NAYPYITAW—The National League for Democracy (NLD) will implement internal reforms in order to secure victory in the 2020 general election, according to Dr. Zaw Myint, vice chairman of the ruling party.
Speaking to the media after a meeting of the party’s Central Executive Committee (CEC) on Sunday evening, he said the party would conduct reforms on the ground.
“To begin with, we will reform our women’s committee, along with public campaign committees at the ward and village level. We will also revive the township public campaign committees. We will reform the party first, before considering the lawmakers,” Dr. Zaw Myint Maung said.
The CEC meeting also agreed to form a five-member committee tasked with reviewing the results of the Nov. 3 by-election, in which the party lost control of some constituencies it won in the 2015 general election.
Of 13 seats contested in the by-election, the NLD won seven—three Lower House and three regional parliament seats, and an ethnic Shan constituency in the Mandalay regional parliament.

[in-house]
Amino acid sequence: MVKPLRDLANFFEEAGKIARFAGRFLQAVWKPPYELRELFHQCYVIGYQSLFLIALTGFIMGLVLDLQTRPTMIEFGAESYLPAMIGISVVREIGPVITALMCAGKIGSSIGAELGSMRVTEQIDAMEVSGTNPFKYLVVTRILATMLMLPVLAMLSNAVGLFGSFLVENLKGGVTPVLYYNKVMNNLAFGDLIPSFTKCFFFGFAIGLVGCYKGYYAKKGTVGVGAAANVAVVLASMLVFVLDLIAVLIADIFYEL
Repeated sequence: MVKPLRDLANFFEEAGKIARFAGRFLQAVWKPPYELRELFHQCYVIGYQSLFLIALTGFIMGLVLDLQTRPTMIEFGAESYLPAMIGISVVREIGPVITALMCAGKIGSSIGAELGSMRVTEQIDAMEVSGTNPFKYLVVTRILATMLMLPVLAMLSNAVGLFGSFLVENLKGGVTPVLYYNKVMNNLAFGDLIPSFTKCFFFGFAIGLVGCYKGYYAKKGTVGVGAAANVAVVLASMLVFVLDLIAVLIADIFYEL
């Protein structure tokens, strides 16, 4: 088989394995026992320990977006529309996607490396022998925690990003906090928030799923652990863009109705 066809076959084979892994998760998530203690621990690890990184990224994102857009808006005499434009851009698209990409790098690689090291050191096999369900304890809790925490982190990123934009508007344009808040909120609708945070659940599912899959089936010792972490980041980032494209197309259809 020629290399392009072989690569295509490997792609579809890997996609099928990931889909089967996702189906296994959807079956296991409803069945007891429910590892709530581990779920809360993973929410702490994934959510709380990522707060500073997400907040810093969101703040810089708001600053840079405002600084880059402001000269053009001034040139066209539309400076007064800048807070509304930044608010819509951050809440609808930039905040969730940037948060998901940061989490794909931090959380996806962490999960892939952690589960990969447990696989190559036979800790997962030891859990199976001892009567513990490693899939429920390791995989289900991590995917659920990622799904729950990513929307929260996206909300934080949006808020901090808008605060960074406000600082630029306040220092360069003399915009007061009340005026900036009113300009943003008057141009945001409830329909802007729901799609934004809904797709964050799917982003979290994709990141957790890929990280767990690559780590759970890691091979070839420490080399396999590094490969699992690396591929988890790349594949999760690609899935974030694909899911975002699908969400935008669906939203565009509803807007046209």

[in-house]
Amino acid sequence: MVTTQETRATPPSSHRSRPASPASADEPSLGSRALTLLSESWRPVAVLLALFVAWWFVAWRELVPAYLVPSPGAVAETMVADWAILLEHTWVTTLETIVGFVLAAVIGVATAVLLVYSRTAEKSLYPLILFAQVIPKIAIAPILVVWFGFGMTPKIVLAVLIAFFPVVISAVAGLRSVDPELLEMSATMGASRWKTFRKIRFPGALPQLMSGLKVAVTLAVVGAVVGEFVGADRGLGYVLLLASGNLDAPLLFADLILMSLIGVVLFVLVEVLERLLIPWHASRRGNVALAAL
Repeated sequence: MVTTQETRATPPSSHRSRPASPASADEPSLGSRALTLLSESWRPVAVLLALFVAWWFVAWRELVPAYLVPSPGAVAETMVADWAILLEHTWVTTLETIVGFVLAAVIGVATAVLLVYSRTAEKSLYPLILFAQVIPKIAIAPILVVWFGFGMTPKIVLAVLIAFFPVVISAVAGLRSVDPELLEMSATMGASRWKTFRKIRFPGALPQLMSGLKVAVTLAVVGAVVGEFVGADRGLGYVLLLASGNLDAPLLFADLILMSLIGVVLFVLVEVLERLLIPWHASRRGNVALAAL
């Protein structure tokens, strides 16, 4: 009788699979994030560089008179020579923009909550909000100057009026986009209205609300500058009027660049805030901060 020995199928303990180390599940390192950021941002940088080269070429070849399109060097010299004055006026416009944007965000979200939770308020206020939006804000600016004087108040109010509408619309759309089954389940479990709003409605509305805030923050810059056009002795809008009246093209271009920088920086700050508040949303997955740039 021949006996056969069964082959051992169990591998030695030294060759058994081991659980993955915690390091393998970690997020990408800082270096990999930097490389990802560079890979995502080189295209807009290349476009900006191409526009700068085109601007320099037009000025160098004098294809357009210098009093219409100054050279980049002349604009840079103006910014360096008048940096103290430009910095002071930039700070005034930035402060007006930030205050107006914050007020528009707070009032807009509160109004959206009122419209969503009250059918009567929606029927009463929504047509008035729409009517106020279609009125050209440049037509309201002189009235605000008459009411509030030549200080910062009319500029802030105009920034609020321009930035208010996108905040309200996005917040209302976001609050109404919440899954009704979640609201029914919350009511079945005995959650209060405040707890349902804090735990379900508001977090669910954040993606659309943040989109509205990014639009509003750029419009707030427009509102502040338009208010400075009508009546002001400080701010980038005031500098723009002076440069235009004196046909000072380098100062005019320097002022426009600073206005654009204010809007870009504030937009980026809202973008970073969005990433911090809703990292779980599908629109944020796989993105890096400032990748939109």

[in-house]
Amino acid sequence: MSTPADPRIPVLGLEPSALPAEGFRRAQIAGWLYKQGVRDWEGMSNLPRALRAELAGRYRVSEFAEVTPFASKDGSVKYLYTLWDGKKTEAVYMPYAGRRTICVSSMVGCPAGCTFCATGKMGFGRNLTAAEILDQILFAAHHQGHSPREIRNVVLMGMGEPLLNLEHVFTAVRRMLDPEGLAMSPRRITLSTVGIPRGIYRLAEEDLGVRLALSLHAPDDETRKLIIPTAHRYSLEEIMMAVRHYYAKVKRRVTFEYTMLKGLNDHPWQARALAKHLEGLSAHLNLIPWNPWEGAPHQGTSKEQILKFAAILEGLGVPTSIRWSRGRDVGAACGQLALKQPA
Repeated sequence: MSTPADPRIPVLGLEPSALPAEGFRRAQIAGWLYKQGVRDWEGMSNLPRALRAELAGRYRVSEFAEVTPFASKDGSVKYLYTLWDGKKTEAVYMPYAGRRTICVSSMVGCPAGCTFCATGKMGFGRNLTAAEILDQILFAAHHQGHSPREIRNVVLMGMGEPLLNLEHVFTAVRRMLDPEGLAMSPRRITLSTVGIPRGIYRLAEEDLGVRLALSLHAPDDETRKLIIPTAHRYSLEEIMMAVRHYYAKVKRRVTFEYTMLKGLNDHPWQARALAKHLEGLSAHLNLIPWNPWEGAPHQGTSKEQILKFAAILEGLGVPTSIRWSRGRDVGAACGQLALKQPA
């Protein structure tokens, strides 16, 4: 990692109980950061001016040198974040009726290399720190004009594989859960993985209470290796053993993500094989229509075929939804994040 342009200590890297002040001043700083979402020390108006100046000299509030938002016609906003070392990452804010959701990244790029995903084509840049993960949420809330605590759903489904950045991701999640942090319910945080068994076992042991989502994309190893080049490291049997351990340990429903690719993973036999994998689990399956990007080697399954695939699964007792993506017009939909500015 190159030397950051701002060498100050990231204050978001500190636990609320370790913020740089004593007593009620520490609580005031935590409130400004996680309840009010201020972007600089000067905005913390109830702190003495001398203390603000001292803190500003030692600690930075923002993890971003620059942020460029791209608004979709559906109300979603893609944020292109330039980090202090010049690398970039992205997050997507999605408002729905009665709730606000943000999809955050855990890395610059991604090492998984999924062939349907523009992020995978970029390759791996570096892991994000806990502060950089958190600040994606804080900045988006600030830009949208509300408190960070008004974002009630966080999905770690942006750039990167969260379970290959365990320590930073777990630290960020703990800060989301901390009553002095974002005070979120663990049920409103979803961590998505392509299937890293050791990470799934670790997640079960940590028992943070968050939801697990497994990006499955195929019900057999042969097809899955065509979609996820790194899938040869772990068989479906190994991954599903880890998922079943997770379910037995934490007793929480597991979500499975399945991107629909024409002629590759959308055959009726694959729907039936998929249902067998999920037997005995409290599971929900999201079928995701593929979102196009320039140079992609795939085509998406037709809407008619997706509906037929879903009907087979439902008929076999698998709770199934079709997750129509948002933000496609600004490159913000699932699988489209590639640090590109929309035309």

“We received over 40,000 votes in Myitkyina in the previous election. But this fell to somewhere over 10,000 in the most recent one. Some say it was because of low voter turnout. The committee will review the results and determine the reason,” Dr. Zaw Myint Maung said.
“The committee will review the by-election results independently,” said ruling party spokesperson Dr. Myo Nyunt.
The CEC meeting openly pointed out weaknesses of party members and discussed plans for reforming the party as well as training members in the party’s rules and disciplinary procedures.
Dr. Zaw Myint Maung said that while some NLD township chapters had taken steps to organize public campaign groups ahead of the Nov. 3 by-election, they only existed on paper.
The party lost in some constituencies because party members there failed to listen to the voices of the people, he said, adding that the NLD would learn from the experience and take steps to avoid a repeat in 2020.
“It is never too late to mend,” said U Ye Htun, a political analyst and former lawmaker for Hsipaw Township.
“The party alone should not be blamed [for the by-election results]. As it is the ruling party, it has to manage the administration mechanism, and the weakness and faults of the government should also be blamed.
“For example, the Yangon regional government has disregarded the regional parliament, and its actions are in violation of the  Constitution and procedures. Such things have nothing to do with the party, but are the faults of the parliament and the government. There are many faults that need to be fixed,” he added.